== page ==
"If there is evil in this world, it lurks in the hearts of man."Tales of Phantasia was the first game in Namco's Tales Series, debuting on the Super Famicom in 1995.The story begins when best friends Cress Albane and Chester Burklight return from a hunting trip to find that their entire village has been destroyed, and their families slaughtered. Swearing of revenge is imminent.It turns out that the culprit needed Cress' heirloom pendant to unlock the seal on Dhaos, the legendary Demon King. Picking up a White Magician Girl (Mint Adnade) and a guide (Trinicus D. Morrison) along the way, Cress and company arrive just in time to see the seal broken and Dhaos freed. Unfortunately, Dhaos is only vulnerable to magic, and the World Tree that powers magic has been dead for a century.With the last of his powers, Trinicus flings Cress and Mint a century into the past, where they land in the middle of a world war between the human country of Midgards and the evil forces of Dhaos. As Cress and Mint are unable to use magic, they recruit a half-elf witch called Arche and a human summoner called Claus F. Lester. Together, they must figure out a way to Save The World and defeat Dhaos once and for all.Over the course of the rest of the game, Cress and Chester continue acting vengeful and manly. Arche kicks off the Tales Series' fine tradition of exploring racism through elves. Claus redefines long-distance relationships with the help of the Spirit of Creation. Dhaos sets the standard for Tales Series villains as Well Intentioned Extremists. Also, there's a minor time paradox in there.Phantasia played many RPG tropes straight, but on the technical side, it was nothing short of a marvel. Programmer Hatsuya Hiroshiba found a way to fit full voice acting for all the moves and spells and a full opening song into the plucky Super Nintendo cartridge, with room to spare for brilliant arrangements of Motoi Sakuraba's gorgeous themes. The early version of the Linear Motion Battle System was a bit rough around the edges, but when the game was remade for the PlayStation in 1998, the control scheme was redone to fit Tales of Destiny's revamped "command" style, and all sorts of little extras were dropped in, from an extra character to little graphical coolnesses.Phantasia also invented many of the series' set pieces. A huge number of the moves that later Tales Series swordsmen would use come straight from Cress' playbook. Phantasia also introduced the basic spell list, most notably the high-level magic "Indignation" (which comes with its own incantation too).There was a remake for the GBA, which was the first version to get an official English release. While there are a few incredibly awful spots in the localization, such as the "Kangaroo War" for Ragnarok and the poor quality of the voice casting and acting, most of the fanbase's issues with it are a result of Nintendo not taking... liberties... with the script that the best-known Fan Translation did. (If they had done so, the game almost certainly wouldn't have got by with anything less than an "M" rating.)There are English patches for the SFC and PSX versions available online. There are also two versions for PSP, one being the "Full Voice Edition" and the other being paired with an Updated Re-release of the Game Boy Color sequel, Narikiri Dungeon. Recommended in general, but especially for people who liked Symphonia, just to play "spot the continuities." Unfortunately, neither version was released outside of Japan...... until an iOS port (based off the "Full Voice Edition") was released in September 2013 in Japan, which was followed by an English translation in January 2014.Due to Executive Meddling (most likely brought on by a desire to make the game better compete with the then newly-released Chrono Trigger,) the original development team schismed and mostly broke away from Namco after the game released, going on to reform into Tri Ace and create the Star Ocean series.The most well-known PSX translation is available here. An alternative translation - completed on December 31st, 2012, after 12 years of work - is available hereA four-episode OVA based on the game was created in 2004, and licensed and dubbed by Geneon three years later.Due to the fact that about a decade passed before a canon English translation was released, there's a bit of conflict about what some of the characters' names are. In order to reduce confusion, please use the official localized English versions of the character names, and not the DeJap versions.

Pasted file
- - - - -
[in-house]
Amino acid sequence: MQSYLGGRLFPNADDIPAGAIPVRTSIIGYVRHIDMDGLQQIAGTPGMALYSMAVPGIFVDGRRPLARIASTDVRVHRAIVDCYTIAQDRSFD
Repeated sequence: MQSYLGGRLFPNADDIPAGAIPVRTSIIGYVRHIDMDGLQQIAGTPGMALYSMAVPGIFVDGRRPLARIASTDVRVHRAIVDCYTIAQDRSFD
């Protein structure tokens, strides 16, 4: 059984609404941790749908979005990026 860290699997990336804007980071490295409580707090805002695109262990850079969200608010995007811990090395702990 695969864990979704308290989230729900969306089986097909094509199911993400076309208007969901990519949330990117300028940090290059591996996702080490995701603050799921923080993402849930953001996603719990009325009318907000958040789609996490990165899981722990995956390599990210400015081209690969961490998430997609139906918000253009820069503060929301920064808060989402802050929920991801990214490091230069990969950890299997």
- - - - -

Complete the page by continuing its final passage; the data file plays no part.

—Edward D. Morrison
A psuedo-sequel called Tales of Phantasia: Narikiri Dungeon was released for the Game Boy Color in 2000. It would later get an Updated Re-release on the Playstation Portable (along with the original Tales of Phantasia game) as part of the Tales of Phantasia X project celebrating the 15th anniversary of the game's release.The story is set one hundred and seven years after the conclusion of Phantasia, and focuses on two twins named Dio and Mell. One day, the two twins are met by a mysterious woman who prophesies a "doomed future" for them both unless they complete the Ordeal of Spirits, a trial where they must seek out and test themselves against the twelve Summon Spirits of Aselia. While doing so, the twins explore the aftermath of Tales of Phantasia, travelling through time and space to speak with the alumni of Phantasia and uncover deeper insight into their thoughts and motives. The Updated Re-release adds another character to their party: Rondoline E. Effenberg, a mysterious time traveller looking for Dhaos, the Big Bad of Phantasia.The key feature of the game was the ability of Dio and Mell to "dress up" as various character classes (Fighter, Thief, Mage, etc.), gaining new powers depending on which role they were portraying. Their wardrobe included the outfits of various Tales Series heroes and villains, and even cameos from various Namco Bandai games. The concept proved so popular that it formed the basis for two more Narikiri Dungeon games, though they would be released under the Tales of the World banner.